Francis Ngannou wants new UFC deal with boxing options, “won’t fight for $ 500,000 anymore, $ 600,000 more”

UFC heavyweight champion Francis Ngannou is set to spend the rest of 2022 if he beats Ciryl Gane and cannot come to terms with his promoter on a new contract that will increase his salary and allow him to box.

Ngannou told on Thursday that he believed he had fulfilled his current contract with the UFC when he faced interim champion Ciryl Gane in a title unifier at UFC 270 on January 22. But he also acknowledges that a champion’s clause could delay his next move no matter what.

The only thing that is certain is that things need to change.

“No, I won’t fight for $ 500,000 anymore, $ 600,000 more,” Ngannou said when asked if he would fight under the terms of an extended contract with the UFC. “I mean, it’s over. It’s finish. I just did that. I took this fight for a personal reason, and I want to make sure that whatever it is, no matter how unfair I was treated badly, I can make my case to say that I have completed all eight fights. But no.”

Ngannou said he signed a deal with the UFC in December 2017 – ahead of his first heavyweight title shot in a fight against Stipe Miocic at UFC 220 – which had a five-year term. However, he said the champion clause in his contract also states that if he holds the title when it expires, he will be linked with promotion for a year or three fights.

“All of this makes me think it’s optional,” Ngannou said.

Ngannou did not seem clear on his status given the overall length of the contract and the champion’s clause, claiming at one point that he would not be under contract until January 2023 “because the UFC’s overall contract of start to finish, he can’t go five years. ”

“The UFC contract is very delicate,” he said. “That’s why you sign [a 40-month] contract and you find yourself after four years still dealing with that, even though you’ve been active.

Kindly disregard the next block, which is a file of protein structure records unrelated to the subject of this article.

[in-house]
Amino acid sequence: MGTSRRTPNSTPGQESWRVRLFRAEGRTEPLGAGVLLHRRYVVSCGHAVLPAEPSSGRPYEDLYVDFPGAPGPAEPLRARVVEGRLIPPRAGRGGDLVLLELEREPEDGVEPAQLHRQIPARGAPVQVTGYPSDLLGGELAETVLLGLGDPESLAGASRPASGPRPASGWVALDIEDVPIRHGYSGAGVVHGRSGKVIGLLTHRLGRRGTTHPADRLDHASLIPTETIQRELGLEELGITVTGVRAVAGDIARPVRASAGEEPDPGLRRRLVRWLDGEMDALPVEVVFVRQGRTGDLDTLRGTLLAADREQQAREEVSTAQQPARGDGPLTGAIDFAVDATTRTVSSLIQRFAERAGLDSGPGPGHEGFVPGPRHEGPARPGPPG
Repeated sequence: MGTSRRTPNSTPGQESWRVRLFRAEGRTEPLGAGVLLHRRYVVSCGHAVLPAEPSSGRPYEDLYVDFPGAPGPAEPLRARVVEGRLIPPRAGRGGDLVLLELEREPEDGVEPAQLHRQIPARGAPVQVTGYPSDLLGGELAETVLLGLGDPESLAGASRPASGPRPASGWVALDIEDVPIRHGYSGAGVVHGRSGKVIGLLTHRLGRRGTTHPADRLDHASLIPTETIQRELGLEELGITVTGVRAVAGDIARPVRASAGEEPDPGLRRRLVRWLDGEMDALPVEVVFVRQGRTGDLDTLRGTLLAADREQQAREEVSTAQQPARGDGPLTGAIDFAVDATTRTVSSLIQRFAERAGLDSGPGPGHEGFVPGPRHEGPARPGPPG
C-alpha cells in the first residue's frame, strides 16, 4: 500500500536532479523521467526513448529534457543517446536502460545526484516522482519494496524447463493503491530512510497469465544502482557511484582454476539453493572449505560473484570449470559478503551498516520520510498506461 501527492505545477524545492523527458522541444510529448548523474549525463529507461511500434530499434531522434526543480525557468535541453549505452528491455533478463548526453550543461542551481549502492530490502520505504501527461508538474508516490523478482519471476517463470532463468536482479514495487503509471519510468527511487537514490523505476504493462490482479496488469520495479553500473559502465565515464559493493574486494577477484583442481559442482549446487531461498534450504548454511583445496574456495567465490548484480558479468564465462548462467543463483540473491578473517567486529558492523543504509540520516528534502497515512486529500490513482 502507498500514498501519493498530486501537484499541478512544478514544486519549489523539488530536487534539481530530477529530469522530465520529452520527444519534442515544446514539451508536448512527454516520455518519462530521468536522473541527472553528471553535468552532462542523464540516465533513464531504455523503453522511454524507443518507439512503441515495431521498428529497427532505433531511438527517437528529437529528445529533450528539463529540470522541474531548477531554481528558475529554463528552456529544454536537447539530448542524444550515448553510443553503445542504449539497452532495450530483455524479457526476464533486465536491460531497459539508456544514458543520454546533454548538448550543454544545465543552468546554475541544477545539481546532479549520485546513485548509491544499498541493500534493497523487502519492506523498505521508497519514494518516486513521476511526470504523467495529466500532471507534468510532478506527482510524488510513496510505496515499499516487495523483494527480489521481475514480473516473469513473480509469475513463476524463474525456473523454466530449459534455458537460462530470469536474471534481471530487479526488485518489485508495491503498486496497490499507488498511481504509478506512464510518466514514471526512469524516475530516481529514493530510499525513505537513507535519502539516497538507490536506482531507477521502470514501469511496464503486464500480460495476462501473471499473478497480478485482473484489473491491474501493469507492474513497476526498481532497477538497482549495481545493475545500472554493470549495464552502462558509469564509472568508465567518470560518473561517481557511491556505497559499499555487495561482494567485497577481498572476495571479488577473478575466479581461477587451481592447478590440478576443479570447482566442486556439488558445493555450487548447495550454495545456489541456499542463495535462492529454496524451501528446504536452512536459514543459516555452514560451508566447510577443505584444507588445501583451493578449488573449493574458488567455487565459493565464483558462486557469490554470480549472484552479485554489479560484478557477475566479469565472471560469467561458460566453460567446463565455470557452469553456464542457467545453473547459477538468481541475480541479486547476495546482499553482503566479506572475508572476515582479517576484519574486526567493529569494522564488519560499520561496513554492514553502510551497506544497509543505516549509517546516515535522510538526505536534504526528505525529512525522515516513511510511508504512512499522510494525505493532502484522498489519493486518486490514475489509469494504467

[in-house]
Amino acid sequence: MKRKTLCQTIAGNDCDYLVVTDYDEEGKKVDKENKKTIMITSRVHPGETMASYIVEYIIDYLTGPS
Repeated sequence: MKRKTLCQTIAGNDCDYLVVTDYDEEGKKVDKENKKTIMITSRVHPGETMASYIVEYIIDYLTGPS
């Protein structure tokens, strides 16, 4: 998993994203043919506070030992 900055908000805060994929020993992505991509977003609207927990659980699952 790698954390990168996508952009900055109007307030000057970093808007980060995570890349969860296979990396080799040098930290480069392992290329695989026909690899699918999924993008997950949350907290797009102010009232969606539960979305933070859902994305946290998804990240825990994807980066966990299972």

Standard UFC contracts usually include a “toll” provision which also allows the promotion to extend them for six months in the event a fighter is unable to accept an offered fight due to a injury or other circumstances. Earlier this year, Ngannou turned down a title fight with Derrick Lewis at UFC 265 due to scheduling conflicts. The UFC then promoted an interim title fight between Gane, his former training partner, and Lewis.

Ngannou manager Marquel Martin, whose CAA agency is a direct competitor to UFC parent company Endeavor, told ESPN that negotiations have not resumed on a new deal. Martin recently said he hasn’t spoken to the promotion for six months despite wanting to strike a new deal.

UFC President Dana White played down the conflict and said it was up to Ngannou to stay or not.

“If you want to be with us, we would love to have you,” he said. “If you don’t want to be with us, that’s fine. All good.”

Ngannou was not too encouraged by these words. He said any new deal he makes must include a boxing option. He and heavyweight boxing champion Tyson Fury recently touched on a possible fight, and Fury promoter Top Rank has welcomed the idea of ​​a crossover event.

“We’ve been having this discussion for over a year, and it seems they agree,” Ngannou said of the UFC’s stance on boxing. “When the UFC gets involved, it will only make it bigger. So yeah, if I want to box, I would like the UFC to be involved.

But, he added, he didn’t know what to make of the promotion’s current level of interest.

“Sometimes I can say yes, sometimes I don’t know,” he said.

A result at UFC 270 would certainly bring clarity to Ngannou’s status: a loss to Gane. At this point, he would be subject to an exclusive negotiation period with the UFC, typically 90 days, followed by a period in which other promoters could make offers with the UFC, given the opportunity to match them. .

Whatever happens, Ngannou refuted the idea that he was taking a gamble on his career and said a loss would not define his legacy.

“Let’s say something very clear,” he said. “The reason I’m here is because I earned it. Nobody gave me anything. So I don’t know what’s going to happen tomorrow, but I’m sure I will. I will continue to do so. I want to win this fight, but if I lose it’s okay. I don’t think it takes anything away from me as a man. I have done a lot as a man.

“Even if that was the end, well, I’ll say I did. Few people in their life, even those with better opportunities than me, can tell the same story as I do. I am happy where I am.

Check out Ngannou’s full interview below.

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